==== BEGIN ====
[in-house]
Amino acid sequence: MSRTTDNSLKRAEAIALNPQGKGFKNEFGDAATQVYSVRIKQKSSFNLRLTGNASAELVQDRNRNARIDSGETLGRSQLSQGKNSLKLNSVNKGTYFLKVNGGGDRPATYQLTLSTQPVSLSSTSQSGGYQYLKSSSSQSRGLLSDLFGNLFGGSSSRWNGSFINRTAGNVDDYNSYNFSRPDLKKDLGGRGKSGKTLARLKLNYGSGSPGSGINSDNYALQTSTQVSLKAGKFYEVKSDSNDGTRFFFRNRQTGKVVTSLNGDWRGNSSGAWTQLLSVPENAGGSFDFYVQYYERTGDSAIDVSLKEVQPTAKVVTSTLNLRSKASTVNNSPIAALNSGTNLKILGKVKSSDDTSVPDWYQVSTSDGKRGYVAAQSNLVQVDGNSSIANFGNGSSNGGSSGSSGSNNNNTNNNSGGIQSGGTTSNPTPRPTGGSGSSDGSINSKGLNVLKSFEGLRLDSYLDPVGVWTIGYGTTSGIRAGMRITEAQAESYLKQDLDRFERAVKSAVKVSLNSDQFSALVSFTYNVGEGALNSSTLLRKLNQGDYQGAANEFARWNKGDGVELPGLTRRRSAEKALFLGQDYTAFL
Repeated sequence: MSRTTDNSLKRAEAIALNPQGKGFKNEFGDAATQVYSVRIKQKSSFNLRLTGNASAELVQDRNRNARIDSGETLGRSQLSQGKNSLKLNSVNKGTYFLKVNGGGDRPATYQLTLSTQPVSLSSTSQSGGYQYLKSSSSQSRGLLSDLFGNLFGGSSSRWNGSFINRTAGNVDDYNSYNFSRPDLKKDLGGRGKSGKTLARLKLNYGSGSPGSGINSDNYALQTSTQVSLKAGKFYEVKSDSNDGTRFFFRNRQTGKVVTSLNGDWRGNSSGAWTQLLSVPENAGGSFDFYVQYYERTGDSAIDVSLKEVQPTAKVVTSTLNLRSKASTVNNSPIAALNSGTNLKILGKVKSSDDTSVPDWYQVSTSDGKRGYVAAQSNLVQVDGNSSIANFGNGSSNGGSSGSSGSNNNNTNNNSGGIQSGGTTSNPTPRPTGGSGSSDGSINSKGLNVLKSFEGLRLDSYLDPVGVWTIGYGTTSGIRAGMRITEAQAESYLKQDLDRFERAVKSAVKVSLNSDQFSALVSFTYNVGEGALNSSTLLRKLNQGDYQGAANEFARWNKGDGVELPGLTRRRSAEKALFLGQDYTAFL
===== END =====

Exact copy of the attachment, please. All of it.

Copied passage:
[in-house]
Amino acid sequence: MSRTTDNSLKRAEAIALNPQGKGFKNEFGDAATQVYSVRIKQKSSFNLRLTGNASAELVQDRNRNARIDSGETLGRSQLSQGKNSLKLNSVNKGTYFLKVNGGGDRPATYQLTLSTQPVSLSSTSQSGGYQYLKSSSSQSRGLLSDLFGNLFGGSSSRWNGSFINRTAGNVDDYNSYNFSRPDLKKDLGGRGKSGKTLARLKLNYGSGSPGSGINSDNYALQTSTQVSLKAGKFYEVKSDSNDGTRFFFRNRQTGKVVTSLNGDWRGNSSGAWTQLLSVPENAGGSFDFYVQYYERTGDSAIDVSLKEVQPTAKVVTSTLNLRSKASTVNNSPIAALNSGTNLKILGKVKSSDDTSVPDWYQVSTSDGKRGYVAAQSNLVQVDGNSSIANFGNGSSNGGSSGSSGSNNNNTNNNSGGIQSGGTTSNPTPRPTGGSGSSDGSINSKGLNVLKSFEGLRLDSYLDPVGVWTIGYGTTSGIRAGMRITEAQAESYLKQDLDRFERAVKSAVKVSLNSDQFSALVSFTYNVGEGALNSSTLLRKLNQGDYQGAANEFARWNKGDGVELPGLTRRRSAEKALFLGQDYTAFL
Repeated sequence: MSRTTDNSLKRAEAIALNPQGKGFKNEFGDAATQVYSVRIKQKSSFNLRLTGNASAELVQDRNRNARIDSGETLGRSQLSQGKNSLKLNSVNKGTYFLKVNGGGDRPATYQLTLSTQPVSLSSTSQSGGYQYLKSSSSQSRGLLSDLFGNLFGGSSSRWNGSFINRTAGNVDDYNSYNFSRPDLKKDLGGRGKSGKTLARLKLNYGSGSPGSGINSDNYALQTSTQVSLKAGKFYEVKSDSNDGTRFFFRNRQTGKVVTSLNGDWRGNSSGAWTQLLSVPENAGGSFDFYVQYYERTGDSAIDVSLKEVQPTAKVVTSTLNLRSKASTVNNSPIAALNSGTNLKILGKVKSSDDTSVPDWYQVSTSDGKRGYVAAQSNLVQVDGNSSIANFGNGSSNGGSSGSSGSNNNNTNNNSGGIQSGGTTSNPTPRPTGGSGSSDGSINSKGLNVLKSFEGLRLDSYLDPVGVWTIGYGTTSGIRAGMRITEAQAESYLKQDLDRFERAVKSAVKVSLNSDQFSALVSFTYNVGEGALNSSTLLRKLNQGDYQGAANEFARWNKGDGVELPGLTRRRSAEKALFLGQDYTAFL